On Tuesday, June 3, San Diego voters will weigh in on Propositions B and C — a set of community plan updates for Barrio Logan already passed by the San Diego City Council last year.
Prop B would create a buffer between residential and industrial land use, separating neighborhoods and schools from the the community’s shipyards. Prop C would amend the Ordinances to allow for the implementation of the Barrio Logan Community Plan, so votes for or against the propositions are typically aligned.
A “Yes Vote” would implement the approved Barrio Logan Community Plan
- Improve health and air quality for children in Barrio Logan, who are three times as likely to visit the ER from asthma-related symptoms
- Creates a buffer zone between heavy industry and chemical-use facilities and neighborhoods
- Protects existing businesses and home owners by including a Grandfather clause
- Creates 5,000 jobs due to the increase in industrial and commercial acreage
A “No Vote” Would strike down the approved Barrio Logan Community Plan
- Increases overall damages from greenhouse gasses because of proposed neighborhood’s proximity to the I-5 freeway and expected population growth
- Threatens expansion of San Diego’s Shipyard industry in Barrio Logan
- Increases costs for the shipyard industry in Barrio Logan by potentially restricting hours of operation for shipbuilders and ship maintenance facilities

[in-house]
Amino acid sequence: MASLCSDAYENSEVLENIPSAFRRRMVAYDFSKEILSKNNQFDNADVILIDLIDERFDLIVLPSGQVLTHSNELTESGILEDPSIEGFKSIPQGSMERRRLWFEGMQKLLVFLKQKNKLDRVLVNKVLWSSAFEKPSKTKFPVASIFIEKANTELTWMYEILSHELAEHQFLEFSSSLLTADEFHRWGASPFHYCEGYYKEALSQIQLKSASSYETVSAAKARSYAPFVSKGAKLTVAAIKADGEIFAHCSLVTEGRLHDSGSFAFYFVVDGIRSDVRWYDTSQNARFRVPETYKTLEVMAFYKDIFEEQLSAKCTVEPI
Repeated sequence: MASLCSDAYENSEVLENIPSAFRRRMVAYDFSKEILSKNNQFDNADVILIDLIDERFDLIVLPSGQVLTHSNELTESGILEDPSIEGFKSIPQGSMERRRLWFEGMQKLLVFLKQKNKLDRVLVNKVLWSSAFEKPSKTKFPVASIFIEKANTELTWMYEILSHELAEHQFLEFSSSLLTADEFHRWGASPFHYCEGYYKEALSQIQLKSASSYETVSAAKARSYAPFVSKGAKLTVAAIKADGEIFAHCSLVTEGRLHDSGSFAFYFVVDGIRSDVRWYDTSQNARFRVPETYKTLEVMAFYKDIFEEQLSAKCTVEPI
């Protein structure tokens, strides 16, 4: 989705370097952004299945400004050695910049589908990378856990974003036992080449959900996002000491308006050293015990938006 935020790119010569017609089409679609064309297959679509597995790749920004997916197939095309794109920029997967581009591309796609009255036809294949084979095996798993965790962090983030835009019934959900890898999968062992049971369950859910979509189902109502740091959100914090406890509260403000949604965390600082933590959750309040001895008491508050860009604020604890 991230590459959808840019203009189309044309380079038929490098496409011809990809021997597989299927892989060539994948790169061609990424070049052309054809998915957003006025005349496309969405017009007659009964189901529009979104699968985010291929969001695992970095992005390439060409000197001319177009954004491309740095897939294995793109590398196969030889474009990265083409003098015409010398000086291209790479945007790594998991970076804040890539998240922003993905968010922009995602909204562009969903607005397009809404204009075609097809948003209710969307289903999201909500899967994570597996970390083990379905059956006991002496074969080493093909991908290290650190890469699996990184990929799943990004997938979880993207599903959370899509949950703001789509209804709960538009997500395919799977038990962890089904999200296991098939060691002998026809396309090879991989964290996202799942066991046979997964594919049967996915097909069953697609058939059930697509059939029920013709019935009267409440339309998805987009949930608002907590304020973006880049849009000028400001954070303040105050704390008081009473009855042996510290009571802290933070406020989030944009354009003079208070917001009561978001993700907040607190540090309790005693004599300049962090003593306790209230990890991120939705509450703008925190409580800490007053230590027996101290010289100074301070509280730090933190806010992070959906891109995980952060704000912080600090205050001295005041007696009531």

While the Barrio Logan Community Plan passed a City Council vote, opponents waged a well-funded campaign to put the issue to a city-wide vote.
Battle Between Community & Economic Interest
In this conflict between neighborhood well-being and economic interest, those in favor Propositions B and C are concerned that the dangerous mix of land use threatens the health of all community members, especially children.
According to the California Office of Statewide Health Planning and Development, visits to the ER due to asthma-related health issues in Barrio Logan are nearly three times the county average.
Councilmember David Alvarez, who has experienced the effects of pollution first hand, openly supports the proposals.
“As a resident who grew up with asthma from polluted neighborhoods and who has family and friends working in the shipyards, I urge voters to support B and C to achieve our goals of protecting our children’s health while allowing our economy to grow.”
Opponents of the Barrio Logan Community Plan, however, are concerned that these buffer zones could mark the beginning of the end for the shipping industry in the area.The Barrio Logan Community Plan would be the first community plan update for Barrio Logan since 1978.
Chris Wahl, spokesman for Shipyards industry executives, acknowledges the need to separate land use, “but it can’t be at the expense of the shipyards and their future,” he argues.
Ballot language goes so far as to call the plan “a dangerous first step toward elimination of San Diego’s shipyards,” KPBS reports, to which proponents have disputed.
“We don’t want to encroach on industry cause those jobs are good jobs and we want to keep them,” Alvarez points out, citing the inclusion of a Grandfather clause aimed to allow businesses and homeowners to keep their property, although it prevents them from expanding.
If passed, Proposition B and Proposition C will be the first community plan update for Barrio Logan since 1978.
The primary election will be on June 3.